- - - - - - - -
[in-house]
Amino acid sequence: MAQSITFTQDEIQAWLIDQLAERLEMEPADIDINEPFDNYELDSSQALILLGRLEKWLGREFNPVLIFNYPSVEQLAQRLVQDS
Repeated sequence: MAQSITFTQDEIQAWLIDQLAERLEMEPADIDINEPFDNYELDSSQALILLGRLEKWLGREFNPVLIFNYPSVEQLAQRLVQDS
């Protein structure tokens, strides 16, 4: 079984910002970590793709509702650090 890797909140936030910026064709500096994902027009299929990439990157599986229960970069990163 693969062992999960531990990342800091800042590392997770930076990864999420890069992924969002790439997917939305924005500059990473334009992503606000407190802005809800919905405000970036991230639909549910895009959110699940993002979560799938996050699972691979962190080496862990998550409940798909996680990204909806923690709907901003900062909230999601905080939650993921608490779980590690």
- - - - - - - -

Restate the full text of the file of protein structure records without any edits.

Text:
[in-house]
Amino acid sequence: MAQSITFTQDEIQAWLIDQLAERLEMEPADIDINEPFDNYELDSSQALILLGRLEKWLGREFNPVLIFNYPSVEQLAQRLVQDS
Repeated sequence: MAQSITFTQDEIQAWLIDQLAERLEMEPADIDINEPFDNYELDSSQALILLGRLEKWLGREFNPVLIFNYPSVEQLAQRLVQDS
């Protein structure tokens, strides 16, 4: 079984910002970590793709509702650090 890797909140936030910026064709500096994902027009299929990439990157599986229960970069990163 693969062992999960531990990342800091800042590392997770930076990864999420890069992924969002790439997917939305924005500059990473334009992503606000407190802005809800919905405000970036991230639909549910895009959110699940993002979560799938996050699972691979962190080496862990998550409940798909996680990204909806923690709907901003900062909230999601905080939650993921608490779980590690």